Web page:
While the audience is still in the front lobby during this pre-show, Erin (a feisty Michelle Apalategui) convinces Ismene to come with her to a school for forgotten girls. At this point the audience is escorted into the larger auditorium space where Menekseoglu has housed his massive set. We learn that the school is run by Procne (played by Rachel Martindale with a captivating vocal quality), who is also known in Greek myth for killing her son and feeding his flesh to her husband. However, if you are unaware of the intricacies of this myth and the tapestry created by her sister Philomena (Alicia Reese), it will all play as just another confounding layer in this dense play. The myth could be seen in a far superior adaptation last year in Red Tape Theatre’s The Love of the Nightingale (our review).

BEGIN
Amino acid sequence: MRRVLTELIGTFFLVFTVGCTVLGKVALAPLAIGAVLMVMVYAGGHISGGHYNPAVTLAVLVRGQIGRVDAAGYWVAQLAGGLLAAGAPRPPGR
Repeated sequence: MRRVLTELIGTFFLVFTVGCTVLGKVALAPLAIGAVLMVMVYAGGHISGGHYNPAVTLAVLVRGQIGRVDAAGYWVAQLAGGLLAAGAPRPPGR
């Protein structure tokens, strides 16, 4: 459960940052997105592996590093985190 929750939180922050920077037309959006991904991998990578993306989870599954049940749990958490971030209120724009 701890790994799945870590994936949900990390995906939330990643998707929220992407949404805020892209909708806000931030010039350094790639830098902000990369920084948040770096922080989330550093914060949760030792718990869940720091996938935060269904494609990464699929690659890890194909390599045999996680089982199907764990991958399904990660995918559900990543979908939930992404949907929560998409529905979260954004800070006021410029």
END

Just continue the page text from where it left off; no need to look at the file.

Eventually, the story goes every which way, including the presence of a zombie Greek chorus (which should’ve been a way cooler concept). Jeremy Menekseoglu plays Te, who at first is thought to be one of the chorus. Menekseoglu, while displaying strong physicality, is macabre for the sake of being so and lavishes in it far too much to no effect by kissing, abusing and molesting most of the women throughout. There is a slight parallel throughout the play, which could be focused on further, to fighting breast cancer and rejecting acceptance of your fate. However, Menekseoglu’s actions on stage somewhat contradict the female empowerment message. Also, there is an excess of themes, motifs, characters and plots trying to be tackled to give any one of them their due attention.

         
Alicia Reese as Philomena in Dream Theatre's "Ismene", by Jeremy Menekseoglu Dream Theatre's "Ismene", by Jeremy Menekseoglu Chad Sheveland as The Barker in Dream Theatre's "Ismene", by Jeremy Menekseoglu